Common name: Pony Fishes, Ponyfishes, Silverbellies, Slipmouths



Small silvery compressed fishes with highly protrusible mouths. 

All species are bioluminescent, with a colony of Photobacterium, bioluminescent bacteria, housed in a ring-like organ around the oesophagus. Males have larger light organs than females, presumably for courtship.

Ponyfishes also have a unique locking mechanism in both their dorsal and anal-fin spines. Most species are less than 20 cm in length.

They are widespread throughout tropical waters of the Indo-West Pacific where they live on soft bottoms in coastal marine and estuarine waters.

Cite this page as:
Dianne J. Bray, Ponyfishes, LEIOGNATHIDAE in Fishes of Australia, accessed 17 Jun 2024,

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Family Taxonomy

The Leiognathidae comprises about 50 species in 11 genera; 19 described species in 7 genera occur in Australian waters.

Family Distribution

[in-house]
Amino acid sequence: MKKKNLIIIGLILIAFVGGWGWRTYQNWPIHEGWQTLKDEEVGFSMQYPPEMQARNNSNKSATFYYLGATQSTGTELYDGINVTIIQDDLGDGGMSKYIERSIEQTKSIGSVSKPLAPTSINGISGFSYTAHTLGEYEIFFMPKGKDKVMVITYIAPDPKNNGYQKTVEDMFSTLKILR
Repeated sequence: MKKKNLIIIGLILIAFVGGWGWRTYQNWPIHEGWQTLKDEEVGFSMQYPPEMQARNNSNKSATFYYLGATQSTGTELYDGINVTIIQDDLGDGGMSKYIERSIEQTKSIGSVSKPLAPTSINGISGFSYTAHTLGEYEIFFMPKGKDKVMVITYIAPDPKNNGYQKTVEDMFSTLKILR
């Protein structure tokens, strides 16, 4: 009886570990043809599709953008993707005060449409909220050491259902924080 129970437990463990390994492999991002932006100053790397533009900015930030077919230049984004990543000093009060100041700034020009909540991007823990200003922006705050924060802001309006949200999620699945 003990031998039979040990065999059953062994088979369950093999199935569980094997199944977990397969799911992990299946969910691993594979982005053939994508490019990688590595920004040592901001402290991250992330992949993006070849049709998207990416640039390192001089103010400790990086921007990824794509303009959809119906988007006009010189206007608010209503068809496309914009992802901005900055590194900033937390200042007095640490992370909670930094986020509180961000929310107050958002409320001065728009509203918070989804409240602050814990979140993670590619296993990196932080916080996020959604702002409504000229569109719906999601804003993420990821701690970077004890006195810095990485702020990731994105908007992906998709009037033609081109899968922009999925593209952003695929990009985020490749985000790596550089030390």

Ponyfishes are found over soft bottoms in coastal marine and estuarine environments, often out over the continental shelf to depths of around 150 m. They are nocturnal, swimming in midwater at night, and demersal during the day. Leiognathids are distinctive in having a silvery body which is markedly compressed.

Family Description

Meristic features: Dorsal fin VII-IX, 15-17; Anal fin III, 13-15; Pectoral fin ; Pelvic fin I, 5; Caudal fin ; Vertebae 24 (10+14); Branchiostegal rays 5.

Ponyfishes have a unique locking mechanism on some of their dorsal and anal-fin spines.

Family Size

Maximum length is 28 cm.

Family Reproduction

Many species are strongly sexually dimorphic, whereby the light organ and other associated features are larger in males than in females. This allows them to intensify the light produced during courtship. Males of some species also have transparent patches on the sides, pectoral, buccal, or gular regions that concentrates light on their bodies.


Dianne J. Bray


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